They may be a bunch of old men. At least, that's how the world remembers them. But each of the great Greek philosophers started out just like everyone else, looking at the world with curiosity - and the desire to understand it. Though they lived thousands of years ago, their impact upon the world of thought still resounds strong with each generation that reads their writings. Know it or not, you are probably following some form of their philosophy without even realizing it. Answer the following questions, however, and we may be able to tell you which of them you follow!
Do you believe in life after death?
When we're dead...we're dead
I don't really think about these sorts of things
Which club would you have joined in high school?
What's your favorite tv show?
You find 100$ on the ground, what do you do?
Put it in your savings account
Look around you to see if anyone is looking for their missing money, then pocket it
Which animal do you most look forward to seeing at the zoo?
What kind of lawyer would you be?
Which frozen treat looks most delicious to you?
Your brother is addicted to drugs, but he's fine with it. What is your response?
As long as he's fine with it and it's not ruining his life, I'm ok with it
I will offer him to stay with me until he can kick the habit
I will offer him understanding and kindness and encourage him to have the courage to go to rehab
I will make sure he goes to rehab if he likes it or not, even if by force
Who is the most noble?
The mother who sacrifices everything for her baby
The king who fights in the very front of his army
The hermit who devotes his life to faith and worship
The person who devotes their life to the study of healing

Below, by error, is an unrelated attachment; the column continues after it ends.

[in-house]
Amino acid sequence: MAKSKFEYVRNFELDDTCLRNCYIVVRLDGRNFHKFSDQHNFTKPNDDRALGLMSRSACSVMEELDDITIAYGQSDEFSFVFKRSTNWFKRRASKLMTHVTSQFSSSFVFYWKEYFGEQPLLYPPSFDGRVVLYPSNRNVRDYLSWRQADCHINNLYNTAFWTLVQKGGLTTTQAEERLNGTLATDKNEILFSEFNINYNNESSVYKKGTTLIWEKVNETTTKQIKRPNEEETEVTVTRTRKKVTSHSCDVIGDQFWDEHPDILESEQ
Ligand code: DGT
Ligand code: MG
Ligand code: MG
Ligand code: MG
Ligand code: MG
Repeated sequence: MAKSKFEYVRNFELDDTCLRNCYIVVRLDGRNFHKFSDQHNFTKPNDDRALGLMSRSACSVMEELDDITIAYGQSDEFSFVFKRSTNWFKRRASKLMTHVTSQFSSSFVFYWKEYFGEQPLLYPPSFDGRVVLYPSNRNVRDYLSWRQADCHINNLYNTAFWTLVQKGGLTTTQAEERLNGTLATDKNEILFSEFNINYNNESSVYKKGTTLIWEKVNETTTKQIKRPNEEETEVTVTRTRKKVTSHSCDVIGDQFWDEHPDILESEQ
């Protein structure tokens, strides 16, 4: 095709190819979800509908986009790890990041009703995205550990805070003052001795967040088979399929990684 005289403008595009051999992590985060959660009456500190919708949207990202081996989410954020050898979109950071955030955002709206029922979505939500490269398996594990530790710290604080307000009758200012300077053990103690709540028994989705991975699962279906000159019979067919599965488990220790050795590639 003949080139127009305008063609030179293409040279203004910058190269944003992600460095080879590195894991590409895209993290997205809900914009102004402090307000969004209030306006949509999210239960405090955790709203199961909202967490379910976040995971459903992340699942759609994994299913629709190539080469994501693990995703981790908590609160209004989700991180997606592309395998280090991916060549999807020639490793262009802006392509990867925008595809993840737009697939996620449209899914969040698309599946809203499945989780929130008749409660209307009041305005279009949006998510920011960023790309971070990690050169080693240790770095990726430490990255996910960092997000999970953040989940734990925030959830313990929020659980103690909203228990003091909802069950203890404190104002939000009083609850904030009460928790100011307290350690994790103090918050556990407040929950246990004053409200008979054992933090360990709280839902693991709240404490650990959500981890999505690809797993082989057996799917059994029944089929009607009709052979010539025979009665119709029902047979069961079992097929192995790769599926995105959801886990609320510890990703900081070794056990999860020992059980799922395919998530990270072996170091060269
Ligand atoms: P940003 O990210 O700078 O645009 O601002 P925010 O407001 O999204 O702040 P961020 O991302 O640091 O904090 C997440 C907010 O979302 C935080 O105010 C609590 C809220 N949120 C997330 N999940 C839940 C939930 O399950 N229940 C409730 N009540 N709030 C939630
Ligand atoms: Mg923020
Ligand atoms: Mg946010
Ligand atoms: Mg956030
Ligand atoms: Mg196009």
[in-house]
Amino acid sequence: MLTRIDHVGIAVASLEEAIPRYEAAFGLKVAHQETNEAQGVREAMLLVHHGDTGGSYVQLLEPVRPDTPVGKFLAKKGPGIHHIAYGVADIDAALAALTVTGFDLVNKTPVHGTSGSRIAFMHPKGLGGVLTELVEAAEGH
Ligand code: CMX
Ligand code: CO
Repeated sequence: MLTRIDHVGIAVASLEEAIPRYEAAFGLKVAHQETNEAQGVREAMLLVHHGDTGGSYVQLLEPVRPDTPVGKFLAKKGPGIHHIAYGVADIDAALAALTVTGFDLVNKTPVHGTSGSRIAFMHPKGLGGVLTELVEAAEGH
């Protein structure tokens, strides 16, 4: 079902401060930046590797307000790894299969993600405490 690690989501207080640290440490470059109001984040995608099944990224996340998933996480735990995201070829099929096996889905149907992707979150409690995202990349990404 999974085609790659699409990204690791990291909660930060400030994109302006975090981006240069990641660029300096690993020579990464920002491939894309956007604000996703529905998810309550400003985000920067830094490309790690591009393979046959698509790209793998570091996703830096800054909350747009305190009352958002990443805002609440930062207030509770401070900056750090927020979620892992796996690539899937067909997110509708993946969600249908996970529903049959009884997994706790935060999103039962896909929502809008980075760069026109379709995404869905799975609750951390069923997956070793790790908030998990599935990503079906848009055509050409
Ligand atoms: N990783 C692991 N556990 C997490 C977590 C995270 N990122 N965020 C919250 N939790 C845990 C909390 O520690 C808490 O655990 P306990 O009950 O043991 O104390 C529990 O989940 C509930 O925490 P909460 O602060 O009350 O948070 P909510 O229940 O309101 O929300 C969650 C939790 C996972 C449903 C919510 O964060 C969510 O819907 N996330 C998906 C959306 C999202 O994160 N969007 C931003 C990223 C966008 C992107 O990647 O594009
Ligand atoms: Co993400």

None of these people are truly noble
Your son is convicted on something you know they did not do. What do you do?
Anything to break them out of prison. Even illegal
I fight through proper channels
I will do the state do what it must, this is the system I am a part of
Socrates gets you
Socrates understands you, and would have you as a friend. You have the traits he admires and like: Courage, temperance and wisdom. For him, these were some of the greatest virtues a person could have. You are one who admires justice, courage of conviction and the wisdom and temperance to screen these through the social links of society. You have learned these virtues to be true, and to express them with grace.
Plato gets you
Plato is the most gentle and sensitive of all the philosophers. He was more interested in the metaphysical nature of things rather than looking at cold, hard evidence. He believed in the simple virtue of goodness. Be kind and good to others, for that is the greatest virtue. But you must do more than just be kind, you must seek out the good, search for it, see where you can bring good to the world. This is the part of you that resonates with Plato's teachings.
Aristotle gets you
According to Aristotle, eudaimonia is the proper goal of human life. It consists of exercising the characteristic human quality—reason—as the soul's most proper and nourishing activity. You love reason, but you temper it with the emotional reason Aristotle supported, mainly courage to stand for what is right and kindness to others. In addition, you embrace freedom of choice and freedom in others, like Aristotle believed all must have.
Pythagoras gets you
You might recognize Pythagoras from the Pythagorean theorem from math class. While most of us know him mainly from those famous triangles of his, he was also a great philosopher in his day, even known as "the father of philosophy" in some circles. Pythagoras prescribed a highly structured way of life. Pythagoreans believed that body and soul functioned together, and a healthy body required a healthy psyche. In other words, you are a person who should subscribe to a healthy and regimented way of life, taking care of both body and mind systematically.